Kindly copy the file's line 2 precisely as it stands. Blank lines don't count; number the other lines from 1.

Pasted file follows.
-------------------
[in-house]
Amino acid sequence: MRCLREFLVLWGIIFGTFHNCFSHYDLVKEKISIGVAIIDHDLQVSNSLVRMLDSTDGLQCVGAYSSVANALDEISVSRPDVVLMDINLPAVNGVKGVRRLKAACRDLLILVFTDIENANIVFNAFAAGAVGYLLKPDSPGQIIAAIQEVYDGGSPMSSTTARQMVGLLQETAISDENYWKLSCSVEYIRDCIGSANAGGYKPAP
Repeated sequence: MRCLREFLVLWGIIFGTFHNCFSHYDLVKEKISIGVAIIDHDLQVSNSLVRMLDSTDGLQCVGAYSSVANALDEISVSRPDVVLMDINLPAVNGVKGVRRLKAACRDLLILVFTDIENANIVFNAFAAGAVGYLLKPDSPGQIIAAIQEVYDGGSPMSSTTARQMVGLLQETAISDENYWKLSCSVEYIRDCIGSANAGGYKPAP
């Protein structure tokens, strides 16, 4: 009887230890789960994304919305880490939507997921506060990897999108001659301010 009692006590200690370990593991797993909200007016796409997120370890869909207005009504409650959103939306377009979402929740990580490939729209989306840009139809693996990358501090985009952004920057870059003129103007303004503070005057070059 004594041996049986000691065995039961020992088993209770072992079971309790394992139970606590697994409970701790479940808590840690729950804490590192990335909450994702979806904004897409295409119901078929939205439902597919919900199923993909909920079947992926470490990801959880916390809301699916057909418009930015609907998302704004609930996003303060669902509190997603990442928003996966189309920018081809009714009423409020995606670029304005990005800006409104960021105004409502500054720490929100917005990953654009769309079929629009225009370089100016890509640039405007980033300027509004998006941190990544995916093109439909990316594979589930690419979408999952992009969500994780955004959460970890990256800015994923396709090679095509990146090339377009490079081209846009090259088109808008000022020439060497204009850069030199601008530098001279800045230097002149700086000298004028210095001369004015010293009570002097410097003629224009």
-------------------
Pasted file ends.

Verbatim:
Amino acid sequence: MRCLREFLVLWGIIFGTFHNCFSHYDLVKEKISIGVAIIDHDLQVSNSLVRMLDSTDGLQCVGAYSSVANALDEISVSRPDVVLMDINLPAVNGVKGVRRLKAACRDLLILVFTDIENANIVFNAFAAGAVGYLLKPDSPGQIIAAIQEVYDGGSPMSSTTARQMVGLLQETAISDENYWKLSCSVEYIRDCIGSANAGGYKPAP